“Celebrities found using tax avoidance schemes are rightly lambasted for their involvement in such schemes regularly but they in fact represent the smallest proportion of the tax gap at four percent (£1.5billion). The stats therefore point to the public being happy to pay tax but are stymied by an overly complex system that breeds errors in reporting.
“However, new schemes such as Making Tax Digital should help to streamline the process and make sure that people pay the tax they owe and avoid unintended errors. Making sure all members of society pay tax is an essential part of our system.
“Fixing the nation’s taxation system is going to become increasingly important in the wake of the pandemic and our changing political landscape. This may mean that we find ourselves in harder fiscal times and this can lead to harsher penalties for those found intentionally or unintentionally not paying what they are owed.”
For those who are worried about HMRC knocking on their door, guidance has been issued on what the best practices are for those who are unsure of what they may owe.
Richard Morley, Tax Expert and Partner at accountancy firm HW Fisher, commended HMRC’s efforts thus far: “In an ideal HMRC world, the tax gap would be zero percent but today’s figures released by HMRC reveal a tax gap of 5.3 percent or £35billion. Compare it to the US where the IRS estimates the tax gap to be around 15 percent or $400billion and you can see that HMRC are doing a good job.
“The figures are broadly similar to the last few years so based on this, there is no immediate reason to consider HMRC’s approach to tackling the tax gap will significantly change. HMRC will point to an overall reduction in the tax gap since they started to measure it in 2005/06 so on this basis alone, they are doing a good job. It is after all, in everyone’s interests to ensure that taxes due are paid to ensure a, generally speaking, smooth and efficient running of the economy.”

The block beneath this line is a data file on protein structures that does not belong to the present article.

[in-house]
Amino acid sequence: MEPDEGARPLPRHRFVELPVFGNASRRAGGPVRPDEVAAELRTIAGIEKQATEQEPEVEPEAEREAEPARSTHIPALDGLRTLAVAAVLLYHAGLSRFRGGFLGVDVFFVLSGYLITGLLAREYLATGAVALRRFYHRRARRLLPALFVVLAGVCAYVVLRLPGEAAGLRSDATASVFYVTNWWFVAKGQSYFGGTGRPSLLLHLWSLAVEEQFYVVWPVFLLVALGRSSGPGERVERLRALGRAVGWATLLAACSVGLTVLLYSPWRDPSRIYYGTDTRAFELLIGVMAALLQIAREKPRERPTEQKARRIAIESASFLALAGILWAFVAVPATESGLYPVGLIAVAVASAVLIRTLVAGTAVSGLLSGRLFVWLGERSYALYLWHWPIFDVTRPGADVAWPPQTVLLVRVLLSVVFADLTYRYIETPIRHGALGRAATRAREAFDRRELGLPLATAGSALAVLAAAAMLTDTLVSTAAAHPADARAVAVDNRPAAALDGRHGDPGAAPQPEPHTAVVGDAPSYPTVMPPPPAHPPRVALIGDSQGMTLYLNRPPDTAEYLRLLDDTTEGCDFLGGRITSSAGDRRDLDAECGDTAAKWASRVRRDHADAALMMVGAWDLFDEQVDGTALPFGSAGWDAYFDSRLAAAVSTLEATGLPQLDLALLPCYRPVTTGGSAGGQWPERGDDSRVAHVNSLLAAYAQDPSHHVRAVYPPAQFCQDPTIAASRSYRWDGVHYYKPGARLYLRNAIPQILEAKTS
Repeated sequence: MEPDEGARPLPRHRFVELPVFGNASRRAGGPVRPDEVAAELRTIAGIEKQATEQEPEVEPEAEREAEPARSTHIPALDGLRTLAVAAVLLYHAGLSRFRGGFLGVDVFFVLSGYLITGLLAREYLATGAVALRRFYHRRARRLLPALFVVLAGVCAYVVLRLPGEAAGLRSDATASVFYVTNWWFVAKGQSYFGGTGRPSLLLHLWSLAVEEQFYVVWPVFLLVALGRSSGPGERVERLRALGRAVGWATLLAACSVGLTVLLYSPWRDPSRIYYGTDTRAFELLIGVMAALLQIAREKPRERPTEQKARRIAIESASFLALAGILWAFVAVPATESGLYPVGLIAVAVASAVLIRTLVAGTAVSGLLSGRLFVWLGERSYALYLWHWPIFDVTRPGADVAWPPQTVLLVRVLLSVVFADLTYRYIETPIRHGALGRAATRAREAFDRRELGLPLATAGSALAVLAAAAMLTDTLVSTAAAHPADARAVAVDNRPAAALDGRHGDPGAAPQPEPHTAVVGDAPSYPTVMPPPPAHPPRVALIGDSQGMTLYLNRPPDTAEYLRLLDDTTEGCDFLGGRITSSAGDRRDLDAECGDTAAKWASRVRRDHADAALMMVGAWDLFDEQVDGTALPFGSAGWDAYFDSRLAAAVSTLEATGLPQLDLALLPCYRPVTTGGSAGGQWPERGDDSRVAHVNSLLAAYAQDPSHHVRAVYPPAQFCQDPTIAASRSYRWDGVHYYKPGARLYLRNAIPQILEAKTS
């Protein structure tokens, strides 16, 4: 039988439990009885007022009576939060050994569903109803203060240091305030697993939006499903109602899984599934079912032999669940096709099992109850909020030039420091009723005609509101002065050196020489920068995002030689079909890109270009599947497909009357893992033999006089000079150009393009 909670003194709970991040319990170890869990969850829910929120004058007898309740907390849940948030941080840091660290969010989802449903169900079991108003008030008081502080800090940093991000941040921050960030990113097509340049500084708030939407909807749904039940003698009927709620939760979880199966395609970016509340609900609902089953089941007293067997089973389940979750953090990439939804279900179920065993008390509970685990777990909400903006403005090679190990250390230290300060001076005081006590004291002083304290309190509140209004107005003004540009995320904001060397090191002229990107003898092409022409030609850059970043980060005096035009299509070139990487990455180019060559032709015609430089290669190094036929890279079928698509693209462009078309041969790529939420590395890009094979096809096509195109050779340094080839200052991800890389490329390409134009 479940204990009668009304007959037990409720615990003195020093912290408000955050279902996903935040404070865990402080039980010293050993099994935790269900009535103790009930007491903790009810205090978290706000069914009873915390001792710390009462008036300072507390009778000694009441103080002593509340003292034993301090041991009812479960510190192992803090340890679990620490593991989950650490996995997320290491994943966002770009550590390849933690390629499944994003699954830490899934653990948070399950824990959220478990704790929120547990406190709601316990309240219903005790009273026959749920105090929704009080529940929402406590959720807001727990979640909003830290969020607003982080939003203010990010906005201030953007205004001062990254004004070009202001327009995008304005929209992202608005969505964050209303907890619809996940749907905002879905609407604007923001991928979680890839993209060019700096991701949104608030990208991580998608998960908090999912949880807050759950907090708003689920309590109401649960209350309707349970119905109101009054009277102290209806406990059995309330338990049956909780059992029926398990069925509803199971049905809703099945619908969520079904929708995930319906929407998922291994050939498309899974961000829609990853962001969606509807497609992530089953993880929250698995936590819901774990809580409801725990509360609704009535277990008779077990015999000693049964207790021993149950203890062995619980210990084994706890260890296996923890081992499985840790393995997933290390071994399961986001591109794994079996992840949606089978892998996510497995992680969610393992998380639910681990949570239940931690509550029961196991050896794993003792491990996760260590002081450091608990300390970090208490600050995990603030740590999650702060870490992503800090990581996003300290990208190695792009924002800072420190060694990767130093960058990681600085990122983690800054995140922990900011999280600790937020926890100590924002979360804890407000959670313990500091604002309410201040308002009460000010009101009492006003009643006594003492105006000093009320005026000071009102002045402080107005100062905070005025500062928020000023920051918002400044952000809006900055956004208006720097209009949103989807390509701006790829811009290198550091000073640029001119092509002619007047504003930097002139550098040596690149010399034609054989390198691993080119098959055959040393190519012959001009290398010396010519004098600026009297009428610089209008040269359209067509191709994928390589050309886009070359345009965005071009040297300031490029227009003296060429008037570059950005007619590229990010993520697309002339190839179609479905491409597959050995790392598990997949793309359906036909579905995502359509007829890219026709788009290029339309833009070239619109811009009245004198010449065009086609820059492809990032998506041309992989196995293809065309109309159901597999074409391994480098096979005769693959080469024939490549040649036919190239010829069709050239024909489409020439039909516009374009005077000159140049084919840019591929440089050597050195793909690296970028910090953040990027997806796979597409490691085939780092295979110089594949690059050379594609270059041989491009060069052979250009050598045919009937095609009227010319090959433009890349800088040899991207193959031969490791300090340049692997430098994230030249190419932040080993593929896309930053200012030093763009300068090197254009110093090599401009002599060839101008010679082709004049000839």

However, in terms of what the recent tax gap figures mean for UK taxpayers going forwards, Mr Morley warned: “Don’t expect HMRC to let up on their compliance and investigation initiatives, they will continue to strive in getting the tax figure as low as possible.
“Looking behind the numbers, you can see that broadly, the larger elements of the tax gap is split between Personal Taxes of £12.6billion and VAT of £12.3billion. Corporation Tax accounts for £5.7billion of the tax gap and of this, small businesses account for £3.4billion.
“Furthermore, the corporation tax gap for small businesses has increased by 50 percent over the last few years. By ‘customer group’ and across all taxes, small businesses are also responsible for 43 percent of the overall value of the tax gap or £15.1billion. Expect therefore continued activity from HMRC to work on reducing the larger elements of the tax gap which are Personal Taxes and VAT and inevitably, enhanced activity aimed at small businesses.”
Mr Morley concluded: “These figures are of course estimates and figures such as the £2billion tax gap from the hidden economy could if anything be much higher. It is also worth pointing out that they do not incorporate any element of the Governments coronavirus support payments which will be reported separately in the HMRC Annual Report.
“An element of the tax gap relates to non-payments, but these are largely tax debts written-off following insolvency. As at March 31, 2020, HMRC were owed £22billion in outstanding tax debts which do not form part of the tax gap. As we emerge from the pandemic, expect HMRC to up their efforts in collecting any outstanding tax due. The best way for a taxpayer to check if they owe any money to HMRC is to check directly with HMRC.
“They should also ask themselves if to the best of their knowledge and belief, they have correctly declared all sources of income and gains. Again checking with HMRC if you are unsure can help or a qualified professional Accountant or Tax Adviser can be engaged for formal advice.”